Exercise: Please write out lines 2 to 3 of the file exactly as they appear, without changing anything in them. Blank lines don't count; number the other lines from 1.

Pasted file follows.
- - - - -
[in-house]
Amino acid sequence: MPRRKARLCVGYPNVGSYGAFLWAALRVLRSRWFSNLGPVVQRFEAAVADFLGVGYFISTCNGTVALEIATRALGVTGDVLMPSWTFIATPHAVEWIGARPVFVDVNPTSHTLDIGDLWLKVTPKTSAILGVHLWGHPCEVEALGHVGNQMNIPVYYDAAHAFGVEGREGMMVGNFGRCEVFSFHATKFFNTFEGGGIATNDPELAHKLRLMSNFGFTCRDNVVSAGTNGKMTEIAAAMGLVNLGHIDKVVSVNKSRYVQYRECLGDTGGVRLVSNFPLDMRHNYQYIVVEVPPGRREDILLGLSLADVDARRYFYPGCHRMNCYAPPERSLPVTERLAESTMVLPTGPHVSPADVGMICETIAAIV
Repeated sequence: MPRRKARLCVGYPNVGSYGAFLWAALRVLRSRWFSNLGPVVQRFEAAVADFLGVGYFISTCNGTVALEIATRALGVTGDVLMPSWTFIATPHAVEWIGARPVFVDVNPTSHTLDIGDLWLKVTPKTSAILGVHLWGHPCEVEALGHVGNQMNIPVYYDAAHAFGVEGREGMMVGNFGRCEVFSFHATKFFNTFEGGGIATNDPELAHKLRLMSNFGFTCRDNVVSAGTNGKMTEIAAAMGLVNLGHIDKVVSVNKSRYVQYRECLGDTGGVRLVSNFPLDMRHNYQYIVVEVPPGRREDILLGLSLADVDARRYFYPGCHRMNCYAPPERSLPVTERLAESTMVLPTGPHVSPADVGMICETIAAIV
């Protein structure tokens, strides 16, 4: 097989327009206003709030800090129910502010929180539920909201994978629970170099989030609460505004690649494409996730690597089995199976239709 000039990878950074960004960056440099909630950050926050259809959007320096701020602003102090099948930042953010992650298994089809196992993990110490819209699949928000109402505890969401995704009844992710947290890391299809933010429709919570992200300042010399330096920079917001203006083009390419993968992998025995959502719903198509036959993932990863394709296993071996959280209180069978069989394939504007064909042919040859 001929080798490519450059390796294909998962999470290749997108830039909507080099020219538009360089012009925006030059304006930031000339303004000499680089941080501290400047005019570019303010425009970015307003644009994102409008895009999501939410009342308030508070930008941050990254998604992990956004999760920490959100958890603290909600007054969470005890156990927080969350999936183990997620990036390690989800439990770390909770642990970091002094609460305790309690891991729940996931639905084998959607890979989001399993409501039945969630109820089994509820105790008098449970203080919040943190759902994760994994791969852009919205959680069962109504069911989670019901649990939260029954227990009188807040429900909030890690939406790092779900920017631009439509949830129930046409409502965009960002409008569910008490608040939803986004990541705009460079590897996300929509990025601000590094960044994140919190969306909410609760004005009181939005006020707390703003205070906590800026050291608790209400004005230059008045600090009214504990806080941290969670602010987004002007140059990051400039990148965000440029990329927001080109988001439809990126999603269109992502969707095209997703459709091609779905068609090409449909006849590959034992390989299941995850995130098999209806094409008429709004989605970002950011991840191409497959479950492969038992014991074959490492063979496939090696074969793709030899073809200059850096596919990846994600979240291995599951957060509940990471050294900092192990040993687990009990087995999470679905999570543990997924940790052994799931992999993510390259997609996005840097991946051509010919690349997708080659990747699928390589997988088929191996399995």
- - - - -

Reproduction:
Amino acid sequence: MPRRKARLCVGYPNVGSYGAFLWAALRVLRSRWFSNLGPVVQRFEAAVADFLGVGYFISTCNGTVALEIATRALGVTGDVLMPSWTFIATPHAVEWIGARPVFVDVNPTSHTLDIGDLWLKVTPKTSAILGVHLWGHPCEVEALGHVGNQMNIPVYYDAAHAFGVEGREGMMVGNFGRCEVFSFHATKFFNTFEGGGIATNDPELAHKLRLMSNFGFTCRDNVVSAGTNGKMTEIAAAMGLVNLGHIDKVVSVNKSRYVQYRECLGDTGGVRLVSNFPLDMRHNYQYIVVEVPPGRREDILLGLSLADVDARRYFYPGCHRMNCYAPPERSLPVTERLAESTMVLPTGPHVSPADVGMICETIAAIV
Repeated sequence: MPRRKARLCVGYPNVGSYGAFLWAALRVLRSRWFSNLGPVVQRFEAAVADFLGVGYFISTCNGTVALEIATRALGVTGDVLMPSWTFIATPHAVEWIGARPVFVDVNPTSHTLDIGDLWLKVTPKTSAILGVHLWGHPCEVEALGHVGNQMNIPVYYDAAHAFGVEGREGMMVGNFGRCEVFSFHATKFFNTFEGGGIATNDPELAHKLRLMSNFGFTCRDNVVSAGTNGKMTEIAAAMGLVNLGHIDKVVSVNKSRYVQYRECLGDTGGVRLVSNFPLDMRHNYQYIVVEVPPGRREDILLGLSLADVDARRYFYPGCHRMNCYAPPERSLPVTERLAESTMVLPTGPHVSPADVGMICETIAAIV